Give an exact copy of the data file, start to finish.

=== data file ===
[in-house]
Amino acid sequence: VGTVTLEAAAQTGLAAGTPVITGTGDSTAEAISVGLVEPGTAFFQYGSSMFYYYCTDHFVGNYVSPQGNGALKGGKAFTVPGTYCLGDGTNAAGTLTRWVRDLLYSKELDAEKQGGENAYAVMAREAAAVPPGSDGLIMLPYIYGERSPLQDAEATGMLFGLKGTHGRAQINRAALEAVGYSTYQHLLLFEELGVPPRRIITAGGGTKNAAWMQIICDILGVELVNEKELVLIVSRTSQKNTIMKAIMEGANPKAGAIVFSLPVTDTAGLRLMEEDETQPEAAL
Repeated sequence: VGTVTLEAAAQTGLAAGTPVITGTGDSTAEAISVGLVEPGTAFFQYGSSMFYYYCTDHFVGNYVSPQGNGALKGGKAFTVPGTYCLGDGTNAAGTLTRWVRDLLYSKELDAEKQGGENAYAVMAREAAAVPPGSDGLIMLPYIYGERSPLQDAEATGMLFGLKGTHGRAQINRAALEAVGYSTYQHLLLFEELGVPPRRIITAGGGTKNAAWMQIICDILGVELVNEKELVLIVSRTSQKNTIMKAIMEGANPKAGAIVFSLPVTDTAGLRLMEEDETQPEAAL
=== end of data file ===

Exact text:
[in-house]
Amino acid sequence: VGTVTLEAAAQTGLAAGTPVITGTGDSTAEAISVGLVEPGTAFFQYGSSMFYYYCTDHFVGNYVSPQGNGALKGGKAFTVPGTYCLGDGTNAAGTLTRWVRDLLYSKELDAEKQGGENAYAVMAREAAAVPPGSDGLIMLPYIYGERSPLQDAEATGMLFGLKGTHGRAQINRAALEAVGYSTYQHLLLFEELGVPPRRIITAGGGTKNAAWMQIICDILGVELVNEKELVLIVSRTSQKNTIMKAIMEGANPKAGAIVFSLPVTDTAGLRLMEEDETQPEAAL
Repeated sequence: VGTVTLEAAAQTGLAAGTPVITGTGDSTAEAISVGLVEPGTAFFQYGSSMFYYYCTDHFVGNYVSPQGNGALKGGKAFTVPGTYCLGDGTNAAGTLTRWVRDLLYSKELDAEKQGGENAYAVMAREAAAVPPGSDGLIMLPYIYGERSPLQDAEATGMLFGLKGTHGRAQINRAALEAVGYSTYQHLLLFEELGVPPRRIITAGGGTKNAAWMQIICDILGVELVNEKELVLIVSRTSQKNTIMKAIMEGANPKAGAIVFSLPVTDTAGLRLMEEDETQPEAAL